The invisible handcuffs
By Dianne Silva
Nov 25, 2011

Media in Sri Lanka has always walked a tightrope. Plagued by insecurity and fear, journalists constantly reassess their opinions or facts to ensure that one misstep on their part does not render dire consequences for themselves or those around them.

The government blocked five websites recently claiming that they had been slandering and insulting individuals, including a number of prominent persons. Although the law dictates that criticism of public officials is legal, it also provides for those that feel wrongly charged in the eyes of the public, to file cases of defamation. Furthermore the government has been ineffectual in providing sufficient explanation for the blocking of these websites, causing many international organizations and embassies to express their disappointment on the state of media freedom in the country. Having secured a two thirds majority in parliament and weakening the opposition to a shambles it would seem that the government has unrestrained power. By using inadvertent scare tactics on the media, the government is further muzzling resistance.

However whenever the government is questioned on the “state of media freedom” in the country, they are always ready with a comeback along the lines of “the media is free, they can write anything they want”. This bold statement can be made, quite unabashedly because by any legal yardstick the media is free—there are few if any laws that explicitly restrict the publication or airing of critical content. The restrictions placed on the media are far more intangible, the forces at play have been successful in instilling a mindset in the press. Untraceable actions and mild messages, loaded with subtext have been dispensed so strategically that the root causes of fear cannot be traced.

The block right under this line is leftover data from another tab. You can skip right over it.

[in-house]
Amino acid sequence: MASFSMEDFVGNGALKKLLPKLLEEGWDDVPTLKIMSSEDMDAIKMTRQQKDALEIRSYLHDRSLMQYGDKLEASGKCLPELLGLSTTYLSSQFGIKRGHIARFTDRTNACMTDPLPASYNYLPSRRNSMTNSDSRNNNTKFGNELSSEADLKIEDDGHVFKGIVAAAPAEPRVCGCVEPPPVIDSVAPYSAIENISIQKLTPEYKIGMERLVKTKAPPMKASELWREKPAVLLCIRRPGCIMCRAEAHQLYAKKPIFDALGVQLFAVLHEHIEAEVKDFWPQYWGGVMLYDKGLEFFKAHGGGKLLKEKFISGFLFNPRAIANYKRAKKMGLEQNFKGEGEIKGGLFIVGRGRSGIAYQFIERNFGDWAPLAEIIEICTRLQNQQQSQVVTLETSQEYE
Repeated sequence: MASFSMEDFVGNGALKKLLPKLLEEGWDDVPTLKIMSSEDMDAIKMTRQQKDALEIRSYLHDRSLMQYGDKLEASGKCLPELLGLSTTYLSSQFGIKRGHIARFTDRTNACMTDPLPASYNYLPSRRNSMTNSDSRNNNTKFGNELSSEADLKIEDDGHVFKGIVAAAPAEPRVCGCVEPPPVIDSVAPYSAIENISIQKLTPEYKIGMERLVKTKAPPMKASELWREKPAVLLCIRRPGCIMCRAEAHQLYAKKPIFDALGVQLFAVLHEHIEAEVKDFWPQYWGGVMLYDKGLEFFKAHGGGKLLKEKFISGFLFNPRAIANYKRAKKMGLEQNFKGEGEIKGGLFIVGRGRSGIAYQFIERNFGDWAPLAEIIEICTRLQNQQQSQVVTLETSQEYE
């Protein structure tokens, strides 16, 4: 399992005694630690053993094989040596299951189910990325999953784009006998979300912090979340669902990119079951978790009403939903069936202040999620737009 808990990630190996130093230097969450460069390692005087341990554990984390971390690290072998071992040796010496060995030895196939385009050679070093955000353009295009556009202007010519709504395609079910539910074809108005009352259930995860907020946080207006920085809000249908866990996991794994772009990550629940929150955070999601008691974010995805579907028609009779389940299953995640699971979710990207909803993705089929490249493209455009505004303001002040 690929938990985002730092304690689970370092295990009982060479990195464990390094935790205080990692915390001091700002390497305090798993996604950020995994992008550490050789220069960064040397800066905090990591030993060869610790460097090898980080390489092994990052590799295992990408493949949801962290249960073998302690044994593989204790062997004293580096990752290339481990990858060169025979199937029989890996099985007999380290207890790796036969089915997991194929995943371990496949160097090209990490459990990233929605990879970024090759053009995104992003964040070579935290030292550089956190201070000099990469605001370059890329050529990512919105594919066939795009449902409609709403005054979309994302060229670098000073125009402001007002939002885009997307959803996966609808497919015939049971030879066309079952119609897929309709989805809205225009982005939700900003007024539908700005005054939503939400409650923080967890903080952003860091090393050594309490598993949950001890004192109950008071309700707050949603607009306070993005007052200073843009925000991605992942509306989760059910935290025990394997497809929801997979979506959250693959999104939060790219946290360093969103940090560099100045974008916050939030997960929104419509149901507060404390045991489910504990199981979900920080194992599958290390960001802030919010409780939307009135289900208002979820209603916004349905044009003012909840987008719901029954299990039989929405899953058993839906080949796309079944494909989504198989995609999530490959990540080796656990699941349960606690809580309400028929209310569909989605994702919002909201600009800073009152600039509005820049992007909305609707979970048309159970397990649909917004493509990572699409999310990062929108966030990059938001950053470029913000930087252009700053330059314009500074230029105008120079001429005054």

The blocking of these websites and the call for registration of websites that contain information pertaining to the country is one such intangible move. The face justifications for this action are all noble; an attempt to stop defamation and the spreading of false information. Therefore opposition to these actions can be written off, as mere theories or perceptions. This creates a very convenient environment in which suppression can thrive, in the face of a government that publicly swears by media freedom, media organizations or individuals who claim that they are restricted seem paranoid. After all, how powerful can lone voices be in the face of a two third-majority that claims to have the masses behind it?

Source: Daily Mirror - Sri Lanka